Here’s what’s happening Monday with the pandemic in the U.S.:
THREE THINGS TO KNOW TODAY
— The campaign to vanquish the coronavirus is . Britain has begun dispensing the second vaccine in its arsenal. And India, the world’s second-most populous country, has authorized its first shots. In the U.S., meanwhile, government officials say that the pace of vaccinations has accelerated markedly after a disappointingly slow start. Dr. Anthony Fauci, the nation’s top infectious-disease expert, said over the weekend that 1.5 million shots were dispensed over 72 hours, bringing the running total to about 4 million.
— As states brace for a coronavirus surge following holiday gatherings, — the statehouses where lawmakers will help shape the response to the pandemic. Many legislatures will start the year meeting remotely, but numerous Republican-controlled statehouses are planning to hold their sessions at least partially in-person without requiring or enforcing mask-wearing. Public health officials say those decisions endanger the safety of other lawmakers, staffers, lobbyists, the public and journalists. Associated Press data shows more than 230 state lawmakers across the country have contracted COVID-19 and at least seven have died.
— New York City Mayor Bill de Blasio says the city will set up 250 city-run COVID-19 vaccination sites this month in a push to administer 1 million vaccine doses by the end of January. Just over 100,000 people have been vaccinated in the city since the inoculations began on Dec. 14. But de Blasio said Monday that immunizations will speed up now that people see that the two vaccines that have been approved for emergency use in the U.S. are safe. De Blasio said he is pushing for the shots to be available to essential workers including police officers, firefighters and teachers.
THE NUMBERS: The seven-day rolling average for daily new deaths in the U.S. rose over the past two weeks from 2,625 on December 20 to 2,637.4 on January 3, according to data from Johns Hopkins University.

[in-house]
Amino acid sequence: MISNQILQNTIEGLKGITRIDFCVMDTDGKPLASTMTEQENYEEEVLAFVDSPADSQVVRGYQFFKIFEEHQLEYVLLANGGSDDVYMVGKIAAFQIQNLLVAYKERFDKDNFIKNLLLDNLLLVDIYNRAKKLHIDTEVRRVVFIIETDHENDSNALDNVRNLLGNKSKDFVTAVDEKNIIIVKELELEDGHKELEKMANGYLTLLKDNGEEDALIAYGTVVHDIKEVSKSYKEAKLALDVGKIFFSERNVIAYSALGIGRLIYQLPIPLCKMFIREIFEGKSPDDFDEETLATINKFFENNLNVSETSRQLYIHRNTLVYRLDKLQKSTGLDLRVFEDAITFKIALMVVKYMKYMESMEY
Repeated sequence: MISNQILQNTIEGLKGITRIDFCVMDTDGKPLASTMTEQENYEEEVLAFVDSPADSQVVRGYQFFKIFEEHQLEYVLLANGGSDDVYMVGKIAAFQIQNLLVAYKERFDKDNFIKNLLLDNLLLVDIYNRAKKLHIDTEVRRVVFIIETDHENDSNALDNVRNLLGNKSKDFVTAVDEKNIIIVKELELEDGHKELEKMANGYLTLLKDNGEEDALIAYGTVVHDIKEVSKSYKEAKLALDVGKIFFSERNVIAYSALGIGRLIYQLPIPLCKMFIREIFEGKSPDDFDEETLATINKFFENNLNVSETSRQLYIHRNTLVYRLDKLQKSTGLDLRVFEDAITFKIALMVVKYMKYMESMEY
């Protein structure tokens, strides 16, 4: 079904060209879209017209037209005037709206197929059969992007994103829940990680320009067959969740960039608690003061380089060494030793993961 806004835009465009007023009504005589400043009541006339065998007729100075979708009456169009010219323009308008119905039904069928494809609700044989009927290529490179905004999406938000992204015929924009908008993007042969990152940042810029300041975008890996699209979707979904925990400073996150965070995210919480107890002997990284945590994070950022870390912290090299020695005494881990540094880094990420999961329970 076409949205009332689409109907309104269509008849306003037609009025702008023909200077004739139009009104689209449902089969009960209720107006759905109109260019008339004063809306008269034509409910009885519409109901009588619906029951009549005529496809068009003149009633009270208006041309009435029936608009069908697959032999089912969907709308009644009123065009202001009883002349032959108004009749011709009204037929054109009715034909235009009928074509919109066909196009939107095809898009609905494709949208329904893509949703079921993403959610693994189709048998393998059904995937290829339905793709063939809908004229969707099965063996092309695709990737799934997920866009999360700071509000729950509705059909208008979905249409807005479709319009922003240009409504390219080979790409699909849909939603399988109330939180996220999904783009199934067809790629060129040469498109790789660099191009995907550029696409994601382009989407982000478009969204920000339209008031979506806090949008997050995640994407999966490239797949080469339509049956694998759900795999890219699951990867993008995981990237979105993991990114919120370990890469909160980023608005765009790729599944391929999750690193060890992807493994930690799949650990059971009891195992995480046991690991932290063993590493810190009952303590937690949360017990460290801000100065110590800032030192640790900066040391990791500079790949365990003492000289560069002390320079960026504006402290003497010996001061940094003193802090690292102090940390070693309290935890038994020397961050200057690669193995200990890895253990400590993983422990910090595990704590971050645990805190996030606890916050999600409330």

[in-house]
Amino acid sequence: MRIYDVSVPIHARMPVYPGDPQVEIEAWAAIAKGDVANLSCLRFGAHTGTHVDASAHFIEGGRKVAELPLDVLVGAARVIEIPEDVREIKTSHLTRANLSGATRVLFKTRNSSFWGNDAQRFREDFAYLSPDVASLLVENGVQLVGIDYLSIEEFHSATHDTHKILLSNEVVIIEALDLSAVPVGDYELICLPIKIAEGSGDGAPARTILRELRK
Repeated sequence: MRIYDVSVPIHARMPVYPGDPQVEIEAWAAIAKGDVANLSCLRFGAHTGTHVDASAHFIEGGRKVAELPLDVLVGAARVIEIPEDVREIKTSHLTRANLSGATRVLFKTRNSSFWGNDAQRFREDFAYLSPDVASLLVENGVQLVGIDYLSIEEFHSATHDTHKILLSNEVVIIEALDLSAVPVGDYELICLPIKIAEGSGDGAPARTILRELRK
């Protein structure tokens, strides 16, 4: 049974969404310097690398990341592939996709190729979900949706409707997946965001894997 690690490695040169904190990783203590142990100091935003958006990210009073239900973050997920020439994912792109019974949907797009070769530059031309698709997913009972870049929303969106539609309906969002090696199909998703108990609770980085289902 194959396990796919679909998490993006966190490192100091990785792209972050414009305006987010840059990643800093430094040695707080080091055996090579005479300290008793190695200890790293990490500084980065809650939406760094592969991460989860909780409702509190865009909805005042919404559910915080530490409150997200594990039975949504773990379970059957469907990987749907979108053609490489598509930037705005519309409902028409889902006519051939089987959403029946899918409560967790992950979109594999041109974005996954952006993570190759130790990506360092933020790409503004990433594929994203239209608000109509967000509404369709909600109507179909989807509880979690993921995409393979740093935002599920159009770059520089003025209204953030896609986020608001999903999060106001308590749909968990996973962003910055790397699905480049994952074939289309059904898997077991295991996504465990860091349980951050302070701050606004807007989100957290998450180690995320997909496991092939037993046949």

DEATH TOLL: The number of COVID-19-related deaths in the U.S. stands at 351,590.
QUOTABLE: Dr. Anthony Fauci, the nation’s top infectious-disease expert, said the recent marked increase in vaccinations shows “ ” in the fight against the coronavirus.
ICYMI: Thousands of minority-owned small businesses were at the in the government’s coronavirus relief program as many struggled to find banks to accept their applications. Or, they were disadvantaged by the program’s terms. Data from the Paycheck Protection Program analyzed by The Associated Press show many minority owners desperate for a loan didn’t receive one until the PPP’s last weeks. Meanwhile, many more companies owned by whites were able to get loans. The program helped many businesses survive the first months of the virus outbreak. But it struggled to meet its promise of aiding communities that historically haven’t gotten needed help.
ON THE HORIZON: For Dr. David Tom Cooke, participating in the clinical trial for Pfizer’s coronavirus vaccine was one step in his about the vaccine’s safety in the Black community. Cooke, who is Black, is the head of general thoracic surgery at UC Davis Health and just one of many health care providers and community leaders who personally understand many Black Americans’ skepticism toward the medical profession. He’s now sharing details about his experience in an effort to build trust. Black Americans have been hit harder by the coronavirus than others but are more likely to distrust the vaccine because of a history of poor health outcomes and abusive medical research.
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